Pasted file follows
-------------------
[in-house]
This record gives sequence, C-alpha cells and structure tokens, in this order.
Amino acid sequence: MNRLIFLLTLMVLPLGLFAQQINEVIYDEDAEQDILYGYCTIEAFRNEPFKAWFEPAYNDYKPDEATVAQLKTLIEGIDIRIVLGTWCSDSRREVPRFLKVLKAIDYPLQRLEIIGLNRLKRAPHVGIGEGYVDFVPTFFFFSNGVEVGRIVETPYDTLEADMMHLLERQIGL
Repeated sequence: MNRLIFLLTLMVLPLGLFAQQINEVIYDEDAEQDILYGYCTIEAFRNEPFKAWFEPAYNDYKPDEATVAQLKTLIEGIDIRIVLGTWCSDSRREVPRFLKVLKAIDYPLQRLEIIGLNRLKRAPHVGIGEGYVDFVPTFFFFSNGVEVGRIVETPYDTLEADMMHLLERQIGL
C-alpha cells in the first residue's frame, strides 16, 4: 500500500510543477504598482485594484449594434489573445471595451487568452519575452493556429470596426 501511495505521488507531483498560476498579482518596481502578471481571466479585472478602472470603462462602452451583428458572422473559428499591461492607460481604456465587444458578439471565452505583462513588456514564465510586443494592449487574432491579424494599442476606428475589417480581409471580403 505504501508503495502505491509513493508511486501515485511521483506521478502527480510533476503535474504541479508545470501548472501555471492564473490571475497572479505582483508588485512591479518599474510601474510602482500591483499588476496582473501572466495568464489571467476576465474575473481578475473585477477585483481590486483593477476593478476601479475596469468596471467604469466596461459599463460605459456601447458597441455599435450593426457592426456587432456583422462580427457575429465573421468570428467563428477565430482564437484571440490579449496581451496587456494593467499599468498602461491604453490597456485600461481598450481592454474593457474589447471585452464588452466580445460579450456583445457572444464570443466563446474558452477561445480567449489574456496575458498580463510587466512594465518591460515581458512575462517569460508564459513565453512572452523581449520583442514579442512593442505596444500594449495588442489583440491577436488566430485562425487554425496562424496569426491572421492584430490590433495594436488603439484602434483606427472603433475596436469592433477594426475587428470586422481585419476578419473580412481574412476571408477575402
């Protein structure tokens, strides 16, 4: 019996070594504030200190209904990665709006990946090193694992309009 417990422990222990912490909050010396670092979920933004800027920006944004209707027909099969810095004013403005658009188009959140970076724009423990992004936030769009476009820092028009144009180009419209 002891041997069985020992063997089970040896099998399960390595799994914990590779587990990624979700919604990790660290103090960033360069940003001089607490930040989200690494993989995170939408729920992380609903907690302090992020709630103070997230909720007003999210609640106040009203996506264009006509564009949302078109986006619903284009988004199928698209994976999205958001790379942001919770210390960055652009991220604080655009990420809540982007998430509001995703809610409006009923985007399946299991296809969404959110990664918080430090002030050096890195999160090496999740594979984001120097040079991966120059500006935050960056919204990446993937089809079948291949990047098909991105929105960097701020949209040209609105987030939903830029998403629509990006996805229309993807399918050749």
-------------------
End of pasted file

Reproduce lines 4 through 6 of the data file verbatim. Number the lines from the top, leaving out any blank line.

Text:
Repeated sequence: MNRLIFLLTLMVLPLGLFAQQINEVIYDEDAEQDILYGYCTIEAFRNEPFKAWFEPAYNDYKPDEATVAQLKTLIEGIDIRIVLGTWCSDSRREVPRFLKVLKAIDYPLQRLEIIGLNRLKRAPHVGIGEGYVDFVPTFFFFSNGVEVGRIVETPYDTLEADMMHLLERQIGL
C-alpha cells in the first residue's frame, strides 16, 4: 500500500510543477504598482485594484449594434489573445471595451487568452519575452493556429470596426 501511495505521488507531483498560476498579482518596481502578471481571466479585472478602472470603462462602452451583428458572422473559428499591461492607460481604456465587444458578439471565452505583462513588456514564465510586443494592449487574432491579424494599442476606428475589417480581409471580403 505504501508503495502505491509513493508511486501515485511521483506521478502527480510533476503535474504541479508545470501548472501555471492564473490571475497572479505582483508588485512591479518599474510601474510602482500591483499588476496582473501572466495568464489571467476576465474575473481578475473585477477585483481590486483593477476593478476601479475596469468596471467604469466596461459599463460605459456601447458597441455599435450593426457592426456587432456583422462580427457575429465573421468570428467563428477565430482564437484571440490579449496581451496587456494593467499599468498602461491604453490597456485600461481598450481592454474593457474589447471585452464588452466580445460579450456583445457572444464570443466563446474558452477561445480567449489574456496575458498580463510587466512594465518591460515581458512575462517569460508564459513565453512572452523581449520583442514579442512593442505596444500594449495588442489583440491577436488566430485562425487554425496562424496569426491572421492584430490590433495594436488603439484602434483606427472603433475596436469592433477594426475587428470586422481585419476578419473580412481574412476571408477575402
């Protein structure tokens, strides 16, 4: 019996070594504030200190209904990665709006990946090193694992309009 417990422990222990912490909050010396670092979920933004800027920006944004209707027909099969810095004013403005658009188009959140970076724009423990992004936030769009476009820092028009144009180009419209 002891041997069985020992063997089970040896099998399960390595799994914990590779587990990624979700919604990790660290103090960033360069940003001089607490930040989200690494993989995170939408729920992380609903907690302090992020709630103070997230909720007003999210609640106040009203996506264009006509564009949302078109986006619903284009988004199928698209994976999205958001790379942001919770210390960055652009991220604080655009990420809540982007998430509001995703809610409006009923985007399946299991296809969404959110990664918080430090002030050096890195999160090496999740594979984001120097040079991966120059500006935050960056919204990446993937089809079948291949990047098909991105929105960097701020949209040209609105987030939903830029998403629509990006996805229309993807399918050749």